Obstructive Sleep Apnea

Obesity can pause breathing while sleeping, which majorly affects the cardiovascular system.

Obstructive Sleep Apnea

Obesity has now become a global problem, as it can result in many associated comorbidities including sleep apnea, which may even affect the obese children. Sleep apnea is a serious sleep disorder that causes repeated pauses while breathing during sleep. It is mostly seen in men than in women. Snoring loudly during the night and feeling sleepy during the day, even after sleeping for adequate hours may indicate sleep apnea.

Thick neck, higher waist measurement and a greater ratio of waist to hip increases the risk of obstructive sleep apnea as well as other obesity-related disorders.

  • Identifying obstructive sleep apnea +

    In addition to loud snoring, the following are the common signs and symptoms of obstructive sleep apnea:

    • Excessive daytime sleep
    • Problems with memory
    • Difficulty in concentration
    • Morning headache
    • Dry mouth
    • Irritability
    • Insomnia (sleeplessness)
  • How obesity can cause sleep apnea? +

    Obese or overweight individuals have fat accumulated in the neck area, causing thickening of the soft tissues present in the back of the mouth and throat. During sleep, this soft tissue becomes more relaxed and may block the flow of air into the lungs causing sleep apnea. Additionally, the fat accumulated in the abdominal area decreases the lung volume and makes breathing difficult.

    Hormones: Production of certain hormones such as “adiponectin”, interferes with the metabolism of lipids and may result in obesity and sleep apnea. Additionally, individuals with sleep apnea have a higher amount of a hormone known as Ghrelin. Having a higher level of this hormone increases appetite and fat storage, which may result in obesity.

  • Further consequences, if not treated +

    Obstructive sleep apnea has an adverse effect on many organs especially the cardiovascular system. The possible adverse effects in obese individuals with obstructive sleep apnea include:

    • high blood pressure
    • insulin resistance (a condition in which the body doesn’t respond to insulin)
    • systemic inflammation (activation of a type of immune attack that results in inflammation)
    • high blood cholesterol levels

    Obese children with sleep apnea have retarded growth, learning and behavior problems. Obesity and sleep apnea is a deadly combination; thus, it should be not ignored and must be treated accordingly.

  • What can be done? +

    Among many treatment options for sleep apnea, the use of assisted breathing device at home, during sleep such as continuous positive airway pressure (CPAP) and oral appliances can be considered, which are discussed below:

    Continuous positive airway pressure

    In continuous positive airway pressure, a mask is worn over the nose and throat that is connected to a motor through a tube.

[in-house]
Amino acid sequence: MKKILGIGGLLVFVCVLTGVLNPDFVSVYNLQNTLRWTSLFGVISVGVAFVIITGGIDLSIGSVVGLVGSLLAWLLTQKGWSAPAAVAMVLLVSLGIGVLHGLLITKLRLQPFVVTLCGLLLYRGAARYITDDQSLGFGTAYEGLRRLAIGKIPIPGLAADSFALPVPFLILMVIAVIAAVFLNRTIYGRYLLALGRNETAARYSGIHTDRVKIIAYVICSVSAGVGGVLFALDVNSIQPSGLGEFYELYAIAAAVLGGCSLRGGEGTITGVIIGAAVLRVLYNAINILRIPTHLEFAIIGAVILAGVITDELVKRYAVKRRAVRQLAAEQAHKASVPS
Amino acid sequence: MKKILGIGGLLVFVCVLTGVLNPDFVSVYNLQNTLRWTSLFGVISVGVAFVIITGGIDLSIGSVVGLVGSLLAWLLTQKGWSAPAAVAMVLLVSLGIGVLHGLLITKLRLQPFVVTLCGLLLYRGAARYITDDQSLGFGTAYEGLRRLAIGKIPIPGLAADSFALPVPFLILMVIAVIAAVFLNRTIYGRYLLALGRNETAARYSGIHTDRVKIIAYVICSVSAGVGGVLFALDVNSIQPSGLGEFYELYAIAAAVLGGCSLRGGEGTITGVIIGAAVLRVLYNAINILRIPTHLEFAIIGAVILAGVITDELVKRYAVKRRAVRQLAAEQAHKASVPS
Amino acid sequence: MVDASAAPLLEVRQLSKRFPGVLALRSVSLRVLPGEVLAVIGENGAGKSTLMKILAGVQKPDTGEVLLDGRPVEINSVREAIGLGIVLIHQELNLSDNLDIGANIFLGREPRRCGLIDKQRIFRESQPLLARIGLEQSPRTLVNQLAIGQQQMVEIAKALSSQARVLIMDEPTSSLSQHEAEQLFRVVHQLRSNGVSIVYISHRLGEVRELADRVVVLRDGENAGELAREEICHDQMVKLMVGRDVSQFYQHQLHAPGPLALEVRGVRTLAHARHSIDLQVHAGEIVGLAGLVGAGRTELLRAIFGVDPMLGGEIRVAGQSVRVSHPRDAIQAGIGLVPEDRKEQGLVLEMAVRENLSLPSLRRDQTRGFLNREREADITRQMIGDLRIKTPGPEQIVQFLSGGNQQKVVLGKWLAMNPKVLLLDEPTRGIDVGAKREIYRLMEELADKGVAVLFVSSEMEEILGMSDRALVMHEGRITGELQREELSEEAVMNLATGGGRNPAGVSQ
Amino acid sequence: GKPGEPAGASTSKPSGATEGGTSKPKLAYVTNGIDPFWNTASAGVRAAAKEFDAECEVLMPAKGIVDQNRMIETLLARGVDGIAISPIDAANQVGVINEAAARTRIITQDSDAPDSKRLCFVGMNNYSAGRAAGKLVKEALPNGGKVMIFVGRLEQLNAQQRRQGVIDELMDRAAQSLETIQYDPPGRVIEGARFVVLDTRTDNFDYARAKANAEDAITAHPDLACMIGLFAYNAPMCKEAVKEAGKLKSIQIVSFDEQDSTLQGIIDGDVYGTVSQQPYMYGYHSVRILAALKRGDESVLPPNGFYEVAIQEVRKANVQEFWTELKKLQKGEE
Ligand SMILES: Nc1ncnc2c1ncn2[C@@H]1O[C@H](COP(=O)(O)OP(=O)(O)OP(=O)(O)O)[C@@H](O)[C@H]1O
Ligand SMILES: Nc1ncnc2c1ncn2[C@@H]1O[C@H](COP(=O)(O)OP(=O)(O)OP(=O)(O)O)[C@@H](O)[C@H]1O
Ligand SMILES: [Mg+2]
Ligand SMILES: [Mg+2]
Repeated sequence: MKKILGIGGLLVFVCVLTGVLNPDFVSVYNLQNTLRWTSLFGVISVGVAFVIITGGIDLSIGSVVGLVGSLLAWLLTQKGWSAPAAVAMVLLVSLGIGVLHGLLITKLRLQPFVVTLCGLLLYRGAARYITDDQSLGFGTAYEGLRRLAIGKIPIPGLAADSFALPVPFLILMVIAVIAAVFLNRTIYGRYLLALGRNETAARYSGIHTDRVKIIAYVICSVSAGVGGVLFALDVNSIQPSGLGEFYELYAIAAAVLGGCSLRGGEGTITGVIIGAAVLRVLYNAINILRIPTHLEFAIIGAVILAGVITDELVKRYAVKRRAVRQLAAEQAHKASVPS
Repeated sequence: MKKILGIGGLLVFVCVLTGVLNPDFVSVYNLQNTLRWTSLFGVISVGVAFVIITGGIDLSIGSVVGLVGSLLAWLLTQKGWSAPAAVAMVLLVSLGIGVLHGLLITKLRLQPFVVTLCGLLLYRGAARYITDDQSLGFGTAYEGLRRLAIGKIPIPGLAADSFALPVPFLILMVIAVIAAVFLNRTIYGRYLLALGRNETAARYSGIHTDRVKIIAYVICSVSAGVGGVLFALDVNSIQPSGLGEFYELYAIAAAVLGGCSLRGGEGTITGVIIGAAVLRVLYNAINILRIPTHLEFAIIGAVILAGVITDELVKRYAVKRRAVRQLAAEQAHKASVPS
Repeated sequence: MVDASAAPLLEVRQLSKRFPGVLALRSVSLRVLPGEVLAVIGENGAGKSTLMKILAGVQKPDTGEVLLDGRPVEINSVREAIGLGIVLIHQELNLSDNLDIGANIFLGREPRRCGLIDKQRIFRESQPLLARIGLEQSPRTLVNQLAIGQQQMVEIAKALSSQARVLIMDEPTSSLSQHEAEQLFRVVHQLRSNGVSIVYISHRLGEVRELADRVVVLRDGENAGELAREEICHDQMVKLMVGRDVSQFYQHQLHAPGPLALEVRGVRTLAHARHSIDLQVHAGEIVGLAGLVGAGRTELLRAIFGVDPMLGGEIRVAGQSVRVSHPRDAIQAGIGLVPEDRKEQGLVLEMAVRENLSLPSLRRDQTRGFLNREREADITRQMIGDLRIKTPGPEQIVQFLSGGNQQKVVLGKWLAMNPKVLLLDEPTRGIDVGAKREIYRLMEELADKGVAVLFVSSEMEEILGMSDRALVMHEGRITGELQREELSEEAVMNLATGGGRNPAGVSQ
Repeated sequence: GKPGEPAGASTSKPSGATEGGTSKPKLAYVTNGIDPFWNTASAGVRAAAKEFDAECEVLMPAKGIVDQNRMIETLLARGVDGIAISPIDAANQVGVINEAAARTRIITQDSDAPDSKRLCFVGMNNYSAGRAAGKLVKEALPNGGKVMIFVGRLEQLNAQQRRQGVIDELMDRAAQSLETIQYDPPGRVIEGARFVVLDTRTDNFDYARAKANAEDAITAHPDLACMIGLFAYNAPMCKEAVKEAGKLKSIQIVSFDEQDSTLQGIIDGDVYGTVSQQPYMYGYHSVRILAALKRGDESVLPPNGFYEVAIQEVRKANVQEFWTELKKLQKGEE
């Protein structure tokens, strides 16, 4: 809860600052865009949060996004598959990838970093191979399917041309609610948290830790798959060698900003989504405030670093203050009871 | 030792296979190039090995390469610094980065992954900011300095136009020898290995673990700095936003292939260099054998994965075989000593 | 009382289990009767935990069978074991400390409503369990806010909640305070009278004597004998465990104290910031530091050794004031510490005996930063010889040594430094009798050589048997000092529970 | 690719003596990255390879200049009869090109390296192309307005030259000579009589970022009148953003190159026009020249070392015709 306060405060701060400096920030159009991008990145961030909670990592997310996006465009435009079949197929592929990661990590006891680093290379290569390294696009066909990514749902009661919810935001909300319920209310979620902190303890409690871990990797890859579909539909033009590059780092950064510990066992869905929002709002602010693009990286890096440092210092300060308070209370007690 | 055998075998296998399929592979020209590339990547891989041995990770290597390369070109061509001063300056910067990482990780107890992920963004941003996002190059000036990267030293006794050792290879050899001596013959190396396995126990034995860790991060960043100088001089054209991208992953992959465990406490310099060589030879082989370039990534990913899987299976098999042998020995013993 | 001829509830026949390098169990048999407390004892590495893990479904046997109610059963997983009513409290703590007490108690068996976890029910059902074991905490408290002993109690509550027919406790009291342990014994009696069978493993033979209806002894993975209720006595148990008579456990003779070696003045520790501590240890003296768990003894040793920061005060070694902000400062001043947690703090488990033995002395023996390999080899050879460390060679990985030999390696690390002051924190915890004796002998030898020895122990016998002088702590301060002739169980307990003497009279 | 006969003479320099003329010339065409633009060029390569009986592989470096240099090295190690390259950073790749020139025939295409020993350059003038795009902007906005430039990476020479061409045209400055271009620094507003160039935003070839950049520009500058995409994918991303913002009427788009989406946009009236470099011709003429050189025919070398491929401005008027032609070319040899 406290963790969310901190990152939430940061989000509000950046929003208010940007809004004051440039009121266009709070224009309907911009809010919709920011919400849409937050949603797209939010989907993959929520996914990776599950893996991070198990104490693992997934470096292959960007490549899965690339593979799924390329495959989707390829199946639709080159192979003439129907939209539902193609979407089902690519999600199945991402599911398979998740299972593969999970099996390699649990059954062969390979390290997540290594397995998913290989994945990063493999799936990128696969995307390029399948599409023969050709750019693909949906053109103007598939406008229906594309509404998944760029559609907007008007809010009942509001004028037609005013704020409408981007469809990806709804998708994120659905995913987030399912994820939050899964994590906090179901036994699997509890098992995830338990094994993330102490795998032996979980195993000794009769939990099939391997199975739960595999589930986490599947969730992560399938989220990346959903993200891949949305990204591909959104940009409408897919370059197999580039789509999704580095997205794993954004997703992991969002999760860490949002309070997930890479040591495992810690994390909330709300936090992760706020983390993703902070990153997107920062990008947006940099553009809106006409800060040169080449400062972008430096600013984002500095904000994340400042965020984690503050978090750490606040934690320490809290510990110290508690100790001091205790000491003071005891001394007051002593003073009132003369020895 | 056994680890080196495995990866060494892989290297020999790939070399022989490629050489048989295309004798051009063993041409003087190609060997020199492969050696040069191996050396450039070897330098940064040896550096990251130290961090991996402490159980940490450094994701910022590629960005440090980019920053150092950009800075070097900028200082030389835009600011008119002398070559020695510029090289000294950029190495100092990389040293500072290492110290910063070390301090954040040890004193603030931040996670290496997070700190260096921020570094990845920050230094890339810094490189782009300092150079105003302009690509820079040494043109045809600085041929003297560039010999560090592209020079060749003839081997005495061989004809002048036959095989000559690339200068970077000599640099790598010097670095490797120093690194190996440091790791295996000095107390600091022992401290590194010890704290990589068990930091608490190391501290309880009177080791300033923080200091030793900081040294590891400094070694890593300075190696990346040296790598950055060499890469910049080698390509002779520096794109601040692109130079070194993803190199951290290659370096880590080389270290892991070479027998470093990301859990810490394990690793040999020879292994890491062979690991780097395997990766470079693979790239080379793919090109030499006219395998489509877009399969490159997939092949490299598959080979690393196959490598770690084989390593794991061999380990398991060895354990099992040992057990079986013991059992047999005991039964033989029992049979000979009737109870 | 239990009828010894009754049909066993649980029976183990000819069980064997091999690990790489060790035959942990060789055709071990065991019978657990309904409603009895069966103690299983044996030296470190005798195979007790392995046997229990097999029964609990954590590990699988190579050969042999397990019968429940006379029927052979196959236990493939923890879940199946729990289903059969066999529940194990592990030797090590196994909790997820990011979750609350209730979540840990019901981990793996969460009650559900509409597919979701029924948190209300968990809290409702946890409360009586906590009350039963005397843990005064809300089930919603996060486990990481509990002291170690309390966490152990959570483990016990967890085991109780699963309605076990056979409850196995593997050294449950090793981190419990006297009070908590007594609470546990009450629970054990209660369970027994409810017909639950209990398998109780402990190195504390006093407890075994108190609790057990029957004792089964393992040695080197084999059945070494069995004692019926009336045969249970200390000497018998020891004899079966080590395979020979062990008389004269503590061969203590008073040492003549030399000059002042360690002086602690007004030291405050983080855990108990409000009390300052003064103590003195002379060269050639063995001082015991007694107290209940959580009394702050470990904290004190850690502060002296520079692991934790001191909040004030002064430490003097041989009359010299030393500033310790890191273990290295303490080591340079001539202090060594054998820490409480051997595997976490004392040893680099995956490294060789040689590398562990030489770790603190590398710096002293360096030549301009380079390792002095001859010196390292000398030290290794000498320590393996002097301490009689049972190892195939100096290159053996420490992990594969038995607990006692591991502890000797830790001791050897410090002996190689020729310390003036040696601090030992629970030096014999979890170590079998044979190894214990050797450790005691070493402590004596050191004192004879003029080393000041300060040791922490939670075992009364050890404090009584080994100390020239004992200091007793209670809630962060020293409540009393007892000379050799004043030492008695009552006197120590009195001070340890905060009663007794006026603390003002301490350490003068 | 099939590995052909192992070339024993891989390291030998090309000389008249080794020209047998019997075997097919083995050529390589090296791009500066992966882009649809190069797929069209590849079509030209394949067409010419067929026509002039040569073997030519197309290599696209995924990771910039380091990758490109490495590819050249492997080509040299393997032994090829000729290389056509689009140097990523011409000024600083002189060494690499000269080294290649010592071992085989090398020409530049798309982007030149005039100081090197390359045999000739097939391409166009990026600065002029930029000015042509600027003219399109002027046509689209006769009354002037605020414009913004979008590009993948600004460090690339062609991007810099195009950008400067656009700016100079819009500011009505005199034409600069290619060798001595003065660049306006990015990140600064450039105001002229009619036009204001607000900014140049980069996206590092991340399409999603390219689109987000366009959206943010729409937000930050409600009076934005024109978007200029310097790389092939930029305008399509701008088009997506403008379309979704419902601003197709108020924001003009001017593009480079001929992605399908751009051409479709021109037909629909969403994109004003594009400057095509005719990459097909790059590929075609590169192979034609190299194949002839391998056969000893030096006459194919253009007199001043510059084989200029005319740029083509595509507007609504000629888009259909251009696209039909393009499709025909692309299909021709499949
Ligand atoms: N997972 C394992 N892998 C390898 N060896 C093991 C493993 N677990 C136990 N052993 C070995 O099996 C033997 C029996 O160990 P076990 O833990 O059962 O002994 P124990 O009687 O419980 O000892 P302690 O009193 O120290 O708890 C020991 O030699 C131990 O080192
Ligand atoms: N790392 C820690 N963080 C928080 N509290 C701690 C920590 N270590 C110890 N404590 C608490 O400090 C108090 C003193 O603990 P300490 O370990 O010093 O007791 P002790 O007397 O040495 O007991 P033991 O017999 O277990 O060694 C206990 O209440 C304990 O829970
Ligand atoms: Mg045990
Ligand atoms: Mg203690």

The motor provides air with constant pressure and keeps the obstructed airways open. The amount of air pressure is adjusted accordingly to a person’s condition. People who use CPAP may have a decrease in daytime sleep, lower risk of heart disease and depression. Though CPAP, is a better option than other non-surgical methods for sleep apnea, people may find it uncomfortable.

    Oral appliances

    Oral appliances such as dental devices can help keep the blocked airways open while sleeping. These appliances are designed in accordance with a patient’s need.

    Lifestyle modifications

    Obese individuals should try losing weight as even shedding a few kilograms can help relieve constriction of the throat and help in preventing the symptoms of sleep apnea. Reducing weight not only helps with the symptoms of sleep apnea but may also resolve other obesity-related issues.
    It is necessary to maintain a healthy weight, or else sleep apnea may return. Maintaining a healthy weight is a challenge especially for obese individuals as they tend to gain back the lost weight. Therefore, the management of weight along with a proper diet plan is essential.

    Along with weight management, the following measures can also be taken:

    • Avoid alcohol and some medications like sleeping pills, as they tend to relax the muscles present in the back of the throat and obstructs the airways.
    • Try to sleep on the side or abdomen rather than the back, as sleeping on the back can cause the tongue and the soft palate to rest upon the back of the throat and block the airway.
    • Try to quit smoking.

    Taking a healthy diet, avoiding alcohol, certain medications, tobacco, and performing physical exercises can go a long way in reducing the recurrence of obstructive sleep apnea. Physical exercises should be done in moderation and individuals should also evaluate their lipid profile so as to avoid the risk of sudden cardiac arrest. Surgery to excise the excess tissue may be suggested as a last resort. The choice of treatment depends on the person’s condition and the possible after-effects.

  • Outlook +

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